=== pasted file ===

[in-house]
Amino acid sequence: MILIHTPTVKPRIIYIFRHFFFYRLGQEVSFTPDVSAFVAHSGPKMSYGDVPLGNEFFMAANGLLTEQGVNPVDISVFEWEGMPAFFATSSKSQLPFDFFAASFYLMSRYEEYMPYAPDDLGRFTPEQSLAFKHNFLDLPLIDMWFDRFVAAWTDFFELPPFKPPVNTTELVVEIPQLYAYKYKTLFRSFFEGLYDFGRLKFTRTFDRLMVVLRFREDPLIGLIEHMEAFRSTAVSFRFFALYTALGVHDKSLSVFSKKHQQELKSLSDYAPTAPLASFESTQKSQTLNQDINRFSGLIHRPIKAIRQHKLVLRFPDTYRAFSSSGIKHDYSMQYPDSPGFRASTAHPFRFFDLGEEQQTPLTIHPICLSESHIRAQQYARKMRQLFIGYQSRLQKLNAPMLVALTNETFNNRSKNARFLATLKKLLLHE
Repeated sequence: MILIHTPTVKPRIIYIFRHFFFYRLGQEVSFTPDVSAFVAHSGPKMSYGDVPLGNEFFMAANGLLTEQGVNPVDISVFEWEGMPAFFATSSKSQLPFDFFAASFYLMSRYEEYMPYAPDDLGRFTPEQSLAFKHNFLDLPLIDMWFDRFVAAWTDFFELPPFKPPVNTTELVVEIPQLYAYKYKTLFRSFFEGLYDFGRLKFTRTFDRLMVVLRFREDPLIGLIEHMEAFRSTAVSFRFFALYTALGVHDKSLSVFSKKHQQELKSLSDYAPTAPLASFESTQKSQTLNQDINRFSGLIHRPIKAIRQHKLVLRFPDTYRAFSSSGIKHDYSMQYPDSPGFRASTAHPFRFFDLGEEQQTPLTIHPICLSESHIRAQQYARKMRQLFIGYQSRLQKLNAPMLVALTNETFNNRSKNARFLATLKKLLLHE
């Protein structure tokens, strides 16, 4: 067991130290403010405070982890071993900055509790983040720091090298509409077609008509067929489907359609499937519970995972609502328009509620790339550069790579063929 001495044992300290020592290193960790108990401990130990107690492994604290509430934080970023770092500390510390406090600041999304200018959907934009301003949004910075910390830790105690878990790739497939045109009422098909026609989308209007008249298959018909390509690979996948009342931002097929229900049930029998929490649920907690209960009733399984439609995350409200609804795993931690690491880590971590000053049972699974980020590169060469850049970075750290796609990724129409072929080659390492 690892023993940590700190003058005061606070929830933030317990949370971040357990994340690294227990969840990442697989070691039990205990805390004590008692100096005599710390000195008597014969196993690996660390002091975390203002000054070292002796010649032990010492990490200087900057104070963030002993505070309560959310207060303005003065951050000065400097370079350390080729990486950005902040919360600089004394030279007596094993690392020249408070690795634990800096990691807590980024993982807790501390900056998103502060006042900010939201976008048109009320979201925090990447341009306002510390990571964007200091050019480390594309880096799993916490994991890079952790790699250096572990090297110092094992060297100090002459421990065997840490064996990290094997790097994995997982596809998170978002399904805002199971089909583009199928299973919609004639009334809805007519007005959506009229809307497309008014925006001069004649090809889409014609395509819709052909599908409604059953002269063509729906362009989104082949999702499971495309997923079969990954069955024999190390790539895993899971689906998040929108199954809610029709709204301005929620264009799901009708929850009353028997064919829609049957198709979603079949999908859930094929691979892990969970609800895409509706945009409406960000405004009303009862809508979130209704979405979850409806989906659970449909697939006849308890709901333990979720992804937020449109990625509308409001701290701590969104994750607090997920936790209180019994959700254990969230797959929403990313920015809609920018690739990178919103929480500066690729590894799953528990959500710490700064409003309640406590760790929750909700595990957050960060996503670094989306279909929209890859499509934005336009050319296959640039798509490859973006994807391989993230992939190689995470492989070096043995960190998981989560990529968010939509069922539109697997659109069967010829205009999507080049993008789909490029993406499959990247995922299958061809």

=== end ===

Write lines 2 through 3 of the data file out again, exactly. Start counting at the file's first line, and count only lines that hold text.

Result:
Amino acid sequence: MILIHTPTVKPRIIYIFRHFFFYRLGQEVSFTPDVSAFVAHSGPKMSYGDVPLGNEFFMAANGLLTEQGVNPVDISVFEWEGMPAFFATSSKSQLPFDFFAASFYLMSRYEEYMPYAPDDLGRFTPEQSLAFKHNFLDLPLIDMWFDRFVAAWTDFFELPPFKPPVNTTELVVEIPQLYAYKYKTLFRSFFEGLYDFGRLKFTRTFDRLMVVLRFREDPLIGLIEHMEAFRSTAVSFRFFALYTALGVHDKSLSVFSKKHQQELKSLSDYAPTAPLASFESTQKSQTLNQDINRFSGLIHRPIKAIRQHKLVLRFPDTYRAFSSSGIKHDYSMQYPDSPGFRASTAHPFRFFDLGEEQQTPLTIHPICLSESHIRAQQYARKMRQLFIGYQSRLQKLNAPMLVALTNETFNNRSKNARFLATLKKLLLHE
Repeated sequence: MILIHTPTVKPRIIYIFRHFFFYRLGQEVSFTPDVSAFVAHSGPKMSYGDVPLGNEFFMAANGLLTEQGVNPVDISVFEWEGMPAFFATSSKSQLPFDFFAASFYLMSRYEEYMPYAPDDLGRFTPEQSLAFKHNFLDLPLIDMWFDRFVAAWTDFFELPPFKPPVNTTELVVEIPQLYAYKYKTLFRSFFEGLYDFGRLKFTRTFDRLMVVLRFREDPLIGLIEHMEAFRSTAVSFRFFALYTALGVHDKSLSVFSKKHQQELKSLSDYAPTAPLASFESTQKSQTLNQDINRFSGLIHRPIKAIRQHKLVLRFPDTYRAFSSSGIKHDYSMQYPDSPGFRASTAHPFRFFDLGEEQQTPLTIHPICLSESHIRAQQYARKMRQLFIGYQSRLQKLNAPMLVALTNETFNNRSKNARFLATLKKLLLHE